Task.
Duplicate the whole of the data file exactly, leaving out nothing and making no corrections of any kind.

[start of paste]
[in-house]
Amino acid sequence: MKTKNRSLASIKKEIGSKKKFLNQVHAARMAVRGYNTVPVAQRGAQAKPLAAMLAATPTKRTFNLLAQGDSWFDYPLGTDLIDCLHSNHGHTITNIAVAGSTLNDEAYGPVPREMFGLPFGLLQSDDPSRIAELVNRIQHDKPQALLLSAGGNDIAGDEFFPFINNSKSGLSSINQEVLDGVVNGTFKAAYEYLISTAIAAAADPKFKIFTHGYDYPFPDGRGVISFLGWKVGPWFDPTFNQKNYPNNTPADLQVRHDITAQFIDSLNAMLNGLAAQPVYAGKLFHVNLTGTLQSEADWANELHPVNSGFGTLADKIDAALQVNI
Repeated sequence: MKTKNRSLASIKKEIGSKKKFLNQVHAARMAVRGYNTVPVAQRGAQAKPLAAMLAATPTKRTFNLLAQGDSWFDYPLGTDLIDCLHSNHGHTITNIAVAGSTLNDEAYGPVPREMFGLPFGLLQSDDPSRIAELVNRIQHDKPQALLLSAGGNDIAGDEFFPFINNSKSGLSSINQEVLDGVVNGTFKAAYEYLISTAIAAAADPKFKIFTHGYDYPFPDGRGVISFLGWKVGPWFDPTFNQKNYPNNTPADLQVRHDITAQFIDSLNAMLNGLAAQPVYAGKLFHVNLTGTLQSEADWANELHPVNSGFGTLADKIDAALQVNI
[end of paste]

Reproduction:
[in-house]
Amino acid sequence: MKTKNRSLASIKKEIGSKKKFLNQVHAARMAVRGYNTVPVAQRGAQAKPLAAMLAATPTKRTFNLLAQGDSWFDYPLGTDLIDCLHSNHGHTITNIAVAGSTLNDEAYGPVPREMFGLPFGLLQSDDPSRIAELVNRIQHDKPQALLLSAGGNDIAGDEFFPFINNSKSGLSSINQEVLDGVVNGTFKAAYEYLISTAIAAAADPKFKIFTHGYDYPFPDGRGVISFLGWKVGPWFDPTFNQKNYPNNTPADLQVRHDITAQFIDSLNAMLNGLAAQPVYAGKLFHVNLTGTLQSEADWANELHPVNSGFGTLADKIDAALQVNI
Repeated sequence: MKTKNRSLASIKKEIGSKKKFLNQVHAARMAVRGYNTVPVAQRGAQAKPLAAMLAATPTKRTFNLLAQGDSWFDYPLGTDLIDCLHSNHGHTITNIAVAGSTLNDEAYGPVPREMFGLPFGLLQSDDPSRIAELVNRIQHDKPQALLLSAGGNDIAGDEFFPFINNSKSGLSSINQEVLDGVVNGTFKAAYEYLISTAIAAAADPKFKIFTHGYDYPFPDGRGVISFLGWKVGPWFDPTFNQKNYPNNTPADLQVRHDITAQFIDSLNAMLNGLAAQPVYAGKLFHVNLTGTLQSEADWANELHPVNSGFGTLADKIDAALQVNI